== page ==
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03-Feb-07 Relocating the Idle Air Controller Part 1

The Magic Hat



I'm feeling pretty optimistic about getting all the little bugs worked out of the car by spring. I wrote (in frustration) a while ago about all the little things that still needed to be addressed. The largest issues being that the transmission was always engaged and that the engine had a sporadic idle.

I assumed that the transmission issue was caused by the torque converter but that was not entirely the case. When I told the guys at Jay Egge Transmission that the engine would kill when I put it in gear unless the idle was up around 1400 RPM, it raised a few eyebrows. Sure enough, the new pump was defective. It had a bleed back issue that caused the converter to stay engaged at idle. It checked out fine on the transmission dyno because it was running and the output shaft was never held from turning as it would be when you're sitting in gear with your foot on the brake. So, we can add that pump to the list of defective new parts that could only happen to me.

Even though I haven't driven the car with the latest rebuilt transmission and new torque converter, I KNOW it's going to work – I have faith that it's fixed. That just leaves me with the engine idle dilemma. The engine always surges between 900 and 1500 RPM at idle. It's not an even surge either – it's all over the place.

I've shared how I used to be into Corvairs pretty heavy at one point in my life. Corvairs inherently have the same issue when they get a bunch of miles on them. It's because the aluminum carburetor castings wear from the butterfly cross shafts. The shafts themselves also wear and eventually you can rattle the shafts in the hole. This causes air to leak into the carb and the engine to surge sporadically at idle.

There's a fix for the Corvair carburetor shaft issue – you simply re-bore the holes and machine larger shafts that fit snug but don't bind – like new but oversized. The issue I was having with Project33 was so similar but with electronic fuel injection and all new parts, I was assuming it was something with the idle air control or something else electrical.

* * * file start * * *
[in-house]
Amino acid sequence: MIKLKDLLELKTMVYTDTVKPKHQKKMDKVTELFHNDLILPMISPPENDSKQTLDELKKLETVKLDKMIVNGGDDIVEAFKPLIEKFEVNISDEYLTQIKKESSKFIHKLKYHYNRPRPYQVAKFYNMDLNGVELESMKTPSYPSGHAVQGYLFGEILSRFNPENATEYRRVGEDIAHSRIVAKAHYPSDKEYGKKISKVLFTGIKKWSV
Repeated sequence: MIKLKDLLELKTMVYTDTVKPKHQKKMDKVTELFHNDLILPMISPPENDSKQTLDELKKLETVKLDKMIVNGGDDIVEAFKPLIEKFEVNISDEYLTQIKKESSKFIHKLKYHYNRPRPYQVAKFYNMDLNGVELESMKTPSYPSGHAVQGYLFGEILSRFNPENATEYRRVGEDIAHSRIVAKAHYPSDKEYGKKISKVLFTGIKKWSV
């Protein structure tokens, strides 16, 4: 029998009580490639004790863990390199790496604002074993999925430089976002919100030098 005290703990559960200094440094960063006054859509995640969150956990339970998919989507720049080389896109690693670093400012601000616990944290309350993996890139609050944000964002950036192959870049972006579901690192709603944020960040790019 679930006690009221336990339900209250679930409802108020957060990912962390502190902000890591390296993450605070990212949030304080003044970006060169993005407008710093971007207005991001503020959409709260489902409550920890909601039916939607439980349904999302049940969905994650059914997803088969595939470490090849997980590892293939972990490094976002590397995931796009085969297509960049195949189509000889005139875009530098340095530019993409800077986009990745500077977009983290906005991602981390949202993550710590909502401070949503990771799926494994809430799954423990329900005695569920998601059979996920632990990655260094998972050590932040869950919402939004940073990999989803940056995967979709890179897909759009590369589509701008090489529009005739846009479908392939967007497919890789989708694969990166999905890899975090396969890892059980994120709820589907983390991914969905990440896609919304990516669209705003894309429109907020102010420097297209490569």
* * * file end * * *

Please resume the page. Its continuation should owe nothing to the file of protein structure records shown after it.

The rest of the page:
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I've been toying with the idea of moving the idle air controller (IAC) from behind the injector hat [ 2/2/05 article "What a CAD"] to a more centrally located and better concealed location – inside the injector hat. The passenger side hole of the injector hat is blocked off inside the hat, so my idea was to make use of the unused barrel by opening the bottom (for airflow) and placing a bulkhead in the block-off plate for the IAC.
ImageI removed the injector hat and placed it upside down on a soft cloth to have a better look. I was amazed at what I found! The aluminum block-off plate is welded in several places and then sealed with JB-Weld. The JB-Weld had given way in several places and the entire bottom edge (top if the scoop is right side up) was cracked. I could slip a sheet of paper through the cracks around the plate!

Now normally this would be trying to draw air from a closed area at idle but when the butterflies were sticking (closed) I removed a bunch of material from the edge of the unused butterfly, since it didn't have to make a seal when closed. You guessed it – there was enough air leakage going on there to make the engine idle like crap.
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You can see the areas where I chipped out the JB-Weld and also the crack along the bottom of the block-off plate in the photo above.